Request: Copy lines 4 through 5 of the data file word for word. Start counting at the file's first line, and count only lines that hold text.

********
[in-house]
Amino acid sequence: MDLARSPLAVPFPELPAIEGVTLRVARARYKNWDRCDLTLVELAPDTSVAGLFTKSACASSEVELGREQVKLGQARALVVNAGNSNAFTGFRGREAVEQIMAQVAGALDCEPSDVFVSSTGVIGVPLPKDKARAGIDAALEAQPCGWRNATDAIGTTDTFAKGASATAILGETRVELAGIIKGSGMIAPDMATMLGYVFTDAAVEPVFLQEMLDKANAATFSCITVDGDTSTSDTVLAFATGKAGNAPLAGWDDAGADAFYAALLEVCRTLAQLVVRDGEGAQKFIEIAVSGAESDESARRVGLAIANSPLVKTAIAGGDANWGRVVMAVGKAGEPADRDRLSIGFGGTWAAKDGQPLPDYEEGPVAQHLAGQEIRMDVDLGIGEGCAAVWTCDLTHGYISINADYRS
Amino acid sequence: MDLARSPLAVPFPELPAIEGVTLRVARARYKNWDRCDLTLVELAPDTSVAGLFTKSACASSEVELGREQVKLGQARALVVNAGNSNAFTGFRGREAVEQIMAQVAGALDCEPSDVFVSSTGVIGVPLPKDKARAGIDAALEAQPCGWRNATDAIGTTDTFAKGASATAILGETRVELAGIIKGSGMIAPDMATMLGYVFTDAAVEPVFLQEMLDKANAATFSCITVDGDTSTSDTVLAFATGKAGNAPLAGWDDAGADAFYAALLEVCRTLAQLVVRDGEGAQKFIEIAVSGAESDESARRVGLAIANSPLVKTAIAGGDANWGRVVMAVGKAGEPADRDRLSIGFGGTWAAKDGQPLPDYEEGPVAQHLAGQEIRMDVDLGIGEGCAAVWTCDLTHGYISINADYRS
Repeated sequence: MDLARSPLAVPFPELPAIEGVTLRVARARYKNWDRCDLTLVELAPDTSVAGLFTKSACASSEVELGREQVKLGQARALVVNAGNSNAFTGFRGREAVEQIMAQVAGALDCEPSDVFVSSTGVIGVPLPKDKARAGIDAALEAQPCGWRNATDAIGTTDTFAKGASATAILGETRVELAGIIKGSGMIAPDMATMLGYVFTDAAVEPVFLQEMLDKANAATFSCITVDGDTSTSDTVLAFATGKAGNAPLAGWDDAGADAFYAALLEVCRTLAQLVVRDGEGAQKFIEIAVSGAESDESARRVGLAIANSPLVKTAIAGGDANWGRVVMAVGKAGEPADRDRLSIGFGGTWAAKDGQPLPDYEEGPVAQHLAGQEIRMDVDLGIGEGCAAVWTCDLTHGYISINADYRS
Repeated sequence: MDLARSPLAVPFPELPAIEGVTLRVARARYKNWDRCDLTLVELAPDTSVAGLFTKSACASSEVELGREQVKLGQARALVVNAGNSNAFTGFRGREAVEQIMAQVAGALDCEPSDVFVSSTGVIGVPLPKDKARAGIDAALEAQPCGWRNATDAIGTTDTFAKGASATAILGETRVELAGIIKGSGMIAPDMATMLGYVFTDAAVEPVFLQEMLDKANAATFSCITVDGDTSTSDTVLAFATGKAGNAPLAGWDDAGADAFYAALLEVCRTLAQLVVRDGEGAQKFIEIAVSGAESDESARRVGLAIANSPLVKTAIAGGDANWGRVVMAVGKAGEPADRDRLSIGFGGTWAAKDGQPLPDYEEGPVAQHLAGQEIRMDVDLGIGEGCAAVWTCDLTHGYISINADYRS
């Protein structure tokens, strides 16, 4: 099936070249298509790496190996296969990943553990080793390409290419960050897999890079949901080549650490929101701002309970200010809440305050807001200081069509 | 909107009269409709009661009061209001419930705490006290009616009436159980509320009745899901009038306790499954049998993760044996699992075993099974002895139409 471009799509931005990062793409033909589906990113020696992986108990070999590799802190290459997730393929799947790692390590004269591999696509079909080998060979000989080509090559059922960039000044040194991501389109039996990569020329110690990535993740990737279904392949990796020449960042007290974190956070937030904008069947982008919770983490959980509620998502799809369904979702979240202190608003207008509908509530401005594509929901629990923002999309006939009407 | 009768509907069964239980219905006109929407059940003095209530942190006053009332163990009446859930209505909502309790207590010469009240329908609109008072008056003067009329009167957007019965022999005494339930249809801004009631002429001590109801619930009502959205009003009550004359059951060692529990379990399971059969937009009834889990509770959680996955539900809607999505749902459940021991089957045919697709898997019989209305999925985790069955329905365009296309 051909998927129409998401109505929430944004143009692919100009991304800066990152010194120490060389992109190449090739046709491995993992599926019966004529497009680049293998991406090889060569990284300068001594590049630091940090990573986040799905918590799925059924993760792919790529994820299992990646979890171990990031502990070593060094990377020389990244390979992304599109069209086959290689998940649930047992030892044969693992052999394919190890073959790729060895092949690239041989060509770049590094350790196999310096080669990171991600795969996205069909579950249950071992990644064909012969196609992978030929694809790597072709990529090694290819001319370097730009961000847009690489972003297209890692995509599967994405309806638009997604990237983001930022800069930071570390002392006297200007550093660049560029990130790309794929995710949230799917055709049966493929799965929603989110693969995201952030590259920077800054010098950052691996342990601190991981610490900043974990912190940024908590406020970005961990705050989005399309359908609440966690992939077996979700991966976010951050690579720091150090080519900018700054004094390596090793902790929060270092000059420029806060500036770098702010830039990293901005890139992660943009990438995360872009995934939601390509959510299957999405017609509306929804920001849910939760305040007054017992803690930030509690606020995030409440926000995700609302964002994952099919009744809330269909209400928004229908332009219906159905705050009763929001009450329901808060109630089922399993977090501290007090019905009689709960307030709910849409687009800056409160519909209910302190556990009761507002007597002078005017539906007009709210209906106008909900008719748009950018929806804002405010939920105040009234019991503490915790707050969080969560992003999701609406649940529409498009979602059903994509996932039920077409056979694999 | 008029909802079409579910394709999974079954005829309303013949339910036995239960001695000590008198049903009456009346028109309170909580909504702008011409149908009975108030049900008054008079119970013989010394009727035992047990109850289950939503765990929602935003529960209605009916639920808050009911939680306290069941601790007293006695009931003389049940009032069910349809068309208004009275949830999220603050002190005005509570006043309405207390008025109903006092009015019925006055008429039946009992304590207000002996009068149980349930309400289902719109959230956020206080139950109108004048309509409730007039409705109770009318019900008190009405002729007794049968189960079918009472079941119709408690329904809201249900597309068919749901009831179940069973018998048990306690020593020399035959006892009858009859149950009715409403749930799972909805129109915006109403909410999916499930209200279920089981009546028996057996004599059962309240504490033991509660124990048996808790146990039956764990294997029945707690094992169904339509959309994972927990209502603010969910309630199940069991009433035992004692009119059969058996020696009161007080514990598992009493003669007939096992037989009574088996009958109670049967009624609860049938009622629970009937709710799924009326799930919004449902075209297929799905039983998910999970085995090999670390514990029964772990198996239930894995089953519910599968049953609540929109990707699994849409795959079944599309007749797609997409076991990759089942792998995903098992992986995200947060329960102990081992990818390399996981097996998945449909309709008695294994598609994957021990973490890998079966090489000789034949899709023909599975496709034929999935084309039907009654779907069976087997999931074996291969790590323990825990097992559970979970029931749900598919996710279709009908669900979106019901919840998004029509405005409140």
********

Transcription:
Repeated sequence: MDLARSPLAVPFPELPAIEGVTLRVARARYKNWDRCDLTLVELAPDTSVAGLFTKSACASSEVELGREQVKLGQARALVVNAGNSNAFTGFRGREAVEQIMAQVAGALDCEPSDVFVSSTGVIGVPLPKDKARAGIDAALEAQPCGWRNATDAIGTTDTFAKGASATAILGETRVELAGIIKGSGMIAPDMATMLGYVFTDAAVEPVFLQEMLDKANAATFSCITVDGDTSTSDTVLAFATGKAGNAPLAGWDDAGADAFYAALLEVCRTLAQLVVRDGEGAQKFIEIAVSGAESDESARRVGLAIANSPLVKTAIAGGDANWGRVVMAVGKAGEPADRDRLSIGFGGTWAAKDGQPLPDYEEGPVAQHLAGQEIRMDVDLGIGEGCAAVWTCDLTHGYISINADYRS
Repeated sequence: MDLARSPLAVPFPELPAIEGVTLRVARARYKNWDRCDLTLVELAPDTSVAGLFTKSACASSEVELGREQVKLGQARALVVNAGNSNAFTGFRGREAVEQIMAQVAGALDCEPSDVFVSSTGVIGVPLPKDKARAGIDAALEAQPCGWRNATDAIGTTDTFAKGASATAILGETRVELAGIIKGSGMIAPDMATMLGYVFTDAAVEPVFLQEMLDKANAATFSCITVDGDTSTSDTVLAFATGKAGNAPLAGWDDAGADAFYAALLEVCRTLAQLVVRDGEGAQKFIEIAVSGAESDESARRVGLAIANSPLVKTAIAGGDANWGRVVMAVGKAGEPADRDRLSIGFGGTWAAKDGQPLPDYEEGPVAQHLAGQEIRMDVDLGIGEGCAAVWTCDLTHGYISINADYRS